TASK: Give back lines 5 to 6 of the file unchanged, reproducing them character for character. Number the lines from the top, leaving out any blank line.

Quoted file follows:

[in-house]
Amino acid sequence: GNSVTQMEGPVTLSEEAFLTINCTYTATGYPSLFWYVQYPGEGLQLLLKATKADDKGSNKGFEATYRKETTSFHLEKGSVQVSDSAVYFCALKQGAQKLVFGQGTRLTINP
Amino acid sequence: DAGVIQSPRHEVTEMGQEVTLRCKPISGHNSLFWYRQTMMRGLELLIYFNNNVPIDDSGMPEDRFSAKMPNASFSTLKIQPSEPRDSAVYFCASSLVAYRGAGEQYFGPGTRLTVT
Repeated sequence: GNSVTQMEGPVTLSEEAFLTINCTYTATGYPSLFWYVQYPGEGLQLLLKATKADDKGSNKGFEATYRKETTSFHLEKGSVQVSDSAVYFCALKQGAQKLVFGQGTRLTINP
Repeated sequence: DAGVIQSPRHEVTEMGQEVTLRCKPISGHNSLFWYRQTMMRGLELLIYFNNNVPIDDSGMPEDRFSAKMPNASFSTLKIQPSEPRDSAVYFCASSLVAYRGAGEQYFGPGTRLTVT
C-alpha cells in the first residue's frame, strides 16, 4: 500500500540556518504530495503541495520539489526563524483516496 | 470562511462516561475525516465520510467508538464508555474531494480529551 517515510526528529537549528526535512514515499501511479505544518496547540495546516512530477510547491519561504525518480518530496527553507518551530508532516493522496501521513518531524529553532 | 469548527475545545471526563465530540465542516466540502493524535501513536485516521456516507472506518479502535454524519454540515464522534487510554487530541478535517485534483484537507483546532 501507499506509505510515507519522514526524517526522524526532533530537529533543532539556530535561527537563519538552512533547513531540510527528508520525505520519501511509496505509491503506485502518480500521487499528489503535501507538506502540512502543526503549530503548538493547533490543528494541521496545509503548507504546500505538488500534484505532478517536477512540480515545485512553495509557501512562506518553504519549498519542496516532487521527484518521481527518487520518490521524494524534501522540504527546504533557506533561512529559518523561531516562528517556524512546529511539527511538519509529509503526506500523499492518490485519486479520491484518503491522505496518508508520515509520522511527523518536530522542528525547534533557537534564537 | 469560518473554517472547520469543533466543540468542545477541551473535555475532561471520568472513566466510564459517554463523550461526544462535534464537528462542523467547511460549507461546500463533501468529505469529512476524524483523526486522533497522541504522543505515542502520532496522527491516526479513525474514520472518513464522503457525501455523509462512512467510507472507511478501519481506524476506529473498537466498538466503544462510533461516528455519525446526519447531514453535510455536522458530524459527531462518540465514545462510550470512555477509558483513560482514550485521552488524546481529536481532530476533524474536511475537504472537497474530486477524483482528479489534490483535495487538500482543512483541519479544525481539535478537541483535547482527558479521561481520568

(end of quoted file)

Repeated sequence: DAGVIQSPRHEVTEMGQEVTLRCKPISGHNSLFWYRQTMMRGLELLIYFNNNVPIDDSGMPEDRFSAKMPNASFSTLKIQPSEPRDSAVYFCASSLVAYRGAGEQYFGPGTRLTVT
C-alpha cells in the first residue's frame, strides 16, 4: 500500500540556518504530495503541495520539489526563524483516496 | 470562511462516561475525516465520510467508538464508555474531494480529551 517515510526528529537549528526535512514515499501511479505544518496547540495546516512530477510547491519561504525518480518530496527553507518551530508532516493522496501521513518531524529553532 | 469548527475545545471526563465530540465542516466540502493524535501513536485516521456516507472506518479502535454524519454540515464522534487510554487530541478535517485534483484537507483546532 501507499506509505510515507519522514526524517526522524526532533530537529533543532539556530535561527537563519538552512533547513531540510527528508520525505520519501511509496505509491503506485502518480500521487499528489503535501507538506502540512502543526503549530503548538493547533490543528494541521496545509503548507504546500505538488500534484505532478517536477512540480515545485512553495509557501512562506518553504519549498519542496516532487521527484518521481527518487520518490521524494524534501522540504527546504533557506533561512529559518523561531516562528517556524512546529511539527511538519509529509503526506500523499492518490485519486479520491484518503491522505496518508508520515509520522511527523518536530522542528525547534533557537534564537 | 469560518473554517472547520469543533466543540468542545477541551473535555475532561471520568472513566466510564459517554463523550461526544462535534464537528462542523467547511460549507461546500463533501468529505469529512476524524483523526486522533497522541504522543505515542502520532496522527491516526479513525474514520472518513464522503457525501455523509462512512467510507472507511478501519481506524476506529473498537466498538466503544462510533461516528455519525446526519447531514453535510455536522458530524459527531462518540465514545462510550470512555477509558483513560482514550485521552488524546481529536481532530476533524474536511475537504472537497474530486477524483482528479489534490483535495487538500482543512483541519479544525481539535478537541483535547482527558479521561481520568